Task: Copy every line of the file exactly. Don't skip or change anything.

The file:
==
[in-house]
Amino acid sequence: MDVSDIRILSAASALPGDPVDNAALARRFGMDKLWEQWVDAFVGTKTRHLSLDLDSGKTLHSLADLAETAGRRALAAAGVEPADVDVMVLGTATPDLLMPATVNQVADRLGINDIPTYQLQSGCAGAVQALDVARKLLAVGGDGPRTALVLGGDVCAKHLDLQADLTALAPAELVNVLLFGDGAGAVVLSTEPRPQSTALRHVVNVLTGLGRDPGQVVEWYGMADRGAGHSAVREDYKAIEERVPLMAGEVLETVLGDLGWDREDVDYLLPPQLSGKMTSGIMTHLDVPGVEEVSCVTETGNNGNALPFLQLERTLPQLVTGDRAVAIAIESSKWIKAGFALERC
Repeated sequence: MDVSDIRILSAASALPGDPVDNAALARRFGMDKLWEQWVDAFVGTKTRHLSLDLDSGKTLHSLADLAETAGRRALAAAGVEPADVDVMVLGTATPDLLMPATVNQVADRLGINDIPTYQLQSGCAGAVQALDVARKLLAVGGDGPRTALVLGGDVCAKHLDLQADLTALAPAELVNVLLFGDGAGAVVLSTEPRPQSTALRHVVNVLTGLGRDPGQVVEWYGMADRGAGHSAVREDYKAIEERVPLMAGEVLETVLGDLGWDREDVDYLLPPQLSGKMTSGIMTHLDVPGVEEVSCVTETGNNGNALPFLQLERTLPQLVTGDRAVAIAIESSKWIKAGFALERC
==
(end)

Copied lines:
[in-house]
Amino acid sequence: MDVSDIRILSAASALPGDPVDNAALARRFGMDKLWEQWVDAFVGTKTRHLSLDLDSGKTLHSLADLAETAGRRALAAAGVEPADVDVMVLGTATPDLLMPATVNQVADRLGINDIPTYQLQSGCAGAVQALDVARKLLAVGGDGPRTALVLGGDVCAKHLDLQADLTALAPAELVNVLLFGDGAGAVVLSTEPRPQSTALRHVVNVLTGLGRDPGQVVEWYGMADRGAGHSAVREDYKAIEERVPLMAGEVLETVLGDLGWDREDVDYLLPPQLSGKMTSGIMTHLDVPGVEEVSCVTETGNNGNALPFLQLERTLPQLVTGDRAVAIAIESSKWIKAGFALERC
Repeated sequence: MDVSDIRILSAASALPGDPVDNAALARRFGMDKLWEQWVDAFVGTKTRHLSLDLDSGKTLHSLADLAETAGRRALAAAGVEPADVDVMVLGTATPDLLMPATVNQVADRLGINDIPTYQLQSGCAGAVQALDVARKLLAVGGDGPRTALVLGGDVCAKHLDLQADLTALAPAELVNVLLFGDGAGAVVLSTEPRPQSTALRHVVNVLTGLGRDPGQVVEWYGMADRGAGHSAVREDYKAIEERVPLMAGEVLETVLGDLGWDREDVDYLLPPQLSGKMTSGIMTHLDVPGVEEVSCVTETGNNGNALPFLQLERTLPQLVTGDRAVAIAIESSKWIKAGFALERC